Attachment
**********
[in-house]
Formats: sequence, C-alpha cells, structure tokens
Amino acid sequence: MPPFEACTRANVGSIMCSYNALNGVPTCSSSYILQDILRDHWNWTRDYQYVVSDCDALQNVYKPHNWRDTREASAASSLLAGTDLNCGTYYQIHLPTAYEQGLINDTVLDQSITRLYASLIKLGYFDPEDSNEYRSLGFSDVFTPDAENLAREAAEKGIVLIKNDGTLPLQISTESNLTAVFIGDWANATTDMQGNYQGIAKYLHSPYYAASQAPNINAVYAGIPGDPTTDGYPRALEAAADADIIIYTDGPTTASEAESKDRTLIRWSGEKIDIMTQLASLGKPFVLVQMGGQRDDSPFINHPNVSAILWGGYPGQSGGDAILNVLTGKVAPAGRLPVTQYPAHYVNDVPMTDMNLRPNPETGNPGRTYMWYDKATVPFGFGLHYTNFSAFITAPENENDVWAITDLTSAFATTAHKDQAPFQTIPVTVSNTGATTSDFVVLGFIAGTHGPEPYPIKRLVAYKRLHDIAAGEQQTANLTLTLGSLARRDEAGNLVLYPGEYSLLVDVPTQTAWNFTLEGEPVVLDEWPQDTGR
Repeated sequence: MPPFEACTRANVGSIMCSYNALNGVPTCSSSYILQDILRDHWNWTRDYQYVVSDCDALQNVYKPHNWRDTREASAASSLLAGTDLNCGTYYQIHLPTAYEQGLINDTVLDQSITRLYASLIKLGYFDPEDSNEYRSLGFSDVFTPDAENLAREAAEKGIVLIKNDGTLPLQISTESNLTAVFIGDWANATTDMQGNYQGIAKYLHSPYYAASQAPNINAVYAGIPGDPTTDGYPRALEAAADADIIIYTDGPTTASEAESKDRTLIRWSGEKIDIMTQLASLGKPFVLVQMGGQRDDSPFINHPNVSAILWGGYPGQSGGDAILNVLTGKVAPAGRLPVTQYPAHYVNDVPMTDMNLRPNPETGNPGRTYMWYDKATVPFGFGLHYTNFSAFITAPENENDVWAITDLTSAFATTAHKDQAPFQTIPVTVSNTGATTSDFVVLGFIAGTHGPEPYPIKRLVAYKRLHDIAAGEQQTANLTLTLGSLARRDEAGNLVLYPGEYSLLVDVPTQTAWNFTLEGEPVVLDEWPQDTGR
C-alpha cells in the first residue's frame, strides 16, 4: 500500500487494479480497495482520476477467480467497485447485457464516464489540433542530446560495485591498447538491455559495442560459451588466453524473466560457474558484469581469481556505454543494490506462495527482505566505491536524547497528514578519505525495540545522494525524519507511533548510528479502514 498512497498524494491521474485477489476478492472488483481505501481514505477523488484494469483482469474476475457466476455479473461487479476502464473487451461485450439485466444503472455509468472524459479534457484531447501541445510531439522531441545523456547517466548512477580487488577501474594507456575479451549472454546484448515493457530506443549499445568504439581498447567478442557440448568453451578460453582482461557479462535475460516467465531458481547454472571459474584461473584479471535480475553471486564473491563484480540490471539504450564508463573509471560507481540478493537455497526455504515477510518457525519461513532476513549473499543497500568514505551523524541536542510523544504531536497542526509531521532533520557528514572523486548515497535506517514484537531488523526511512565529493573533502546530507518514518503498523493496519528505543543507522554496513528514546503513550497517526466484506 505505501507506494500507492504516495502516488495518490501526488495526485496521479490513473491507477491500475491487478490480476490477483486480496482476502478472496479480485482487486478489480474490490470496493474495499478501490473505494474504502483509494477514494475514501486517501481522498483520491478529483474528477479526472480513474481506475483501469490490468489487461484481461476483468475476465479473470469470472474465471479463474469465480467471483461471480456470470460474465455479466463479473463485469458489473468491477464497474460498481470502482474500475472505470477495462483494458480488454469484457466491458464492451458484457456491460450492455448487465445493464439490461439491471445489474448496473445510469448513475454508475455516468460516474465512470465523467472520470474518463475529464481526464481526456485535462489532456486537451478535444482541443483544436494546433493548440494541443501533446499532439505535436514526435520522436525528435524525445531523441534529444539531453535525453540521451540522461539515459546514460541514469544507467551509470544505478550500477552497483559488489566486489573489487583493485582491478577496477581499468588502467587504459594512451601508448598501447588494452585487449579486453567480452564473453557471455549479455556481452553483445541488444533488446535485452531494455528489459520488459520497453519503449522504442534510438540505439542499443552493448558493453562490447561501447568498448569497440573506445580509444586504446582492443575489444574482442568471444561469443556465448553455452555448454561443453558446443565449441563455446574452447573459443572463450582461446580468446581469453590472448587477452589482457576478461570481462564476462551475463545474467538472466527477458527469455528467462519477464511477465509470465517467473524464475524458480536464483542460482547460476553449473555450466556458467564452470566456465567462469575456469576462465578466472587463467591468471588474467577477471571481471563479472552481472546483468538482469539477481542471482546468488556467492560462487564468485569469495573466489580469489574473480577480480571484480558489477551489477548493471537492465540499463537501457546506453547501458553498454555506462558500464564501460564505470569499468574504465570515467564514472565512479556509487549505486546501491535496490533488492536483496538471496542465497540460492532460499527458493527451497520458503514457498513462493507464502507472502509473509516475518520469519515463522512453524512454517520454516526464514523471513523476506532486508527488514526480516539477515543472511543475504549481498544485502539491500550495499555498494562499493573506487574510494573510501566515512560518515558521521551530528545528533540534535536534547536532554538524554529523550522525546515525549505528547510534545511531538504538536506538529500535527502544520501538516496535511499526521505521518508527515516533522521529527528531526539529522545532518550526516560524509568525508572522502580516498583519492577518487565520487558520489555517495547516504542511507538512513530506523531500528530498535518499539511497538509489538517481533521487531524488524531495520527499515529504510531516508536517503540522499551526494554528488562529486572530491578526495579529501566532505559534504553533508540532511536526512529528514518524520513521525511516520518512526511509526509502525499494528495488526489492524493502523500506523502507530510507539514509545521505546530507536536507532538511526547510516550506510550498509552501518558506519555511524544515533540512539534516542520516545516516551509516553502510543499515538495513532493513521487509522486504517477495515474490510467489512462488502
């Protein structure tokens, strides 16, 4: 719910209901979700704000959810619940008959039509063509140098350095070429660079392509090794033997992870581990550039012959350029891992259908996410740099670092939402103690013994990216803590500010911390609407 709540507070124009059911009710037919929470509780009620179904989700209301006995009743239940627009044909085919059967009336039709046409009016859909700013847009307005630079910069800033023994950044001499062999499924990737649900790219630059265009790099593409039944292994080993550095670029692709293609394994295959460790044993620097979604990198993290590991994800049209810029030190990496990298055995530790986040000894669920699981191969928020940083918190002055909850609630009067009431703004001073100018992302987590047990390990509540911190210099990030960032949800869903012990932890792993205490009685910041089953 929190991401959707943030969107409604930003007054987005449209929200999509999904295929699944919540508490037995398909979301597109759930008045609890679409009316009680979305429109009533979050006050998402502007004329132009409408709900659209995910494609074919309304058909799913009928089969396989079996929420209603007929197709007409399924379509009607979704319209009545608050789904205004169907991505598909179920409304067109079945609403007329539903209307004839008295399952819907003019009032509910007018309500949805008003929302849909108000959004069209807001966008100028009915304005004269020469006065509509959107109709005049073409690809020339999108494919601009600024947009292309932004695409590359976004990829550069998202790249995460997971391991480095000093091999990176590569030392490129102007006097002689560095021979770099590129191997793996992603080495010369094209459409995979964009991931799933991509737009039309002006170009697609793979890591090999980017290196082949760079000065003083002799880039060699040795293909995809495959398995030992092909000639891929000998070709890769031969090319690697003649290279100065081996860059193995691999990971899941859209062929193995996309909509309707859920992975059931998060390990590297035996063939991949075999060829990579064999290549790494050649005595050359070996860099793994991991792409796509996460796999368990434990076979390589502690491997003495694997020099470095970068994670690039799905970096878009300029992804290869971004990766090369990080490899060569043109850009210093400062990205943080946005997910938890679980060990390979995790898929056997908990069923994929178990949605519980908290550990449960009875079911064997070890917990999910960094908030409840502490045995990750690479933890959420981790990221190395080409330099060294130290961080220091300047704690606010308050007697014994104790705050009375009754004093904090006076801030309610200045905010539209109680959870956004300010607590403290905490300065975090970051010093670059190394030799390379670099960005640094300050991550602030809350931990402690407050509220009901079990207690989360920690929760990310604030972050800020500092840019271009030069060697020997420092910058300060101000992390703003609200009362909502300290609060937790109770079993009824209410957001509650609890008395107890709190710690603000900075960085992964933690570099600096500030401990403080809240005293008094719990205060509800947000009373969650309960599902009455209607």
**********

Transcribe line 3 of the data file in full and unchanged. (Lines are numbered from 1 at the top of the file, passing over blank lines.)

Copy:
Amino acid sequence: MPPFEACTRANVGSIMCSYNALNGVPTCSSSYILQDILRDHWNWTRDYQYVVSDCDALQNVYKPHNWRDTREASAASSLLAGTDLNCGTYYQIHLPTAYEQGLINDTVLDQSITRLYASLIKLGYFDPEDSNEYRSLGFSDVFTPDAENLAREAAEKGIVLIKNDGTLPLQISTESNLTAVFIGDWANATTDMQGNYQGIAKYLHSPYYAASQAPNINAVYAGIPGDPTTDGYPRALEAAADADIIIYTDGPTTASEAESKDRTLIRWSGEKIDIMTQLASLGKPFVLVQMGGQRDDSPFINHPNVSAILWGGYPGQSGGDAILNVLTGKVAPAGRLPVTQYPAHYVNDVPMTDMNLRPNPETGNPGRTYMWYDKATVPFGFGLHYTNFSAFITAPENENDVWAITDLTSAFATTAHKDQAPFQTIPVTVSNTGATTSDFVVLGFIAGTHGPEPYPIKRLVAYKRLHDIAAGEQQTANLTLTLGSLARRDEAGNLVLYPGEYSLLVDVPTQTAWNFTLEGEPVVLDEWPQDTGR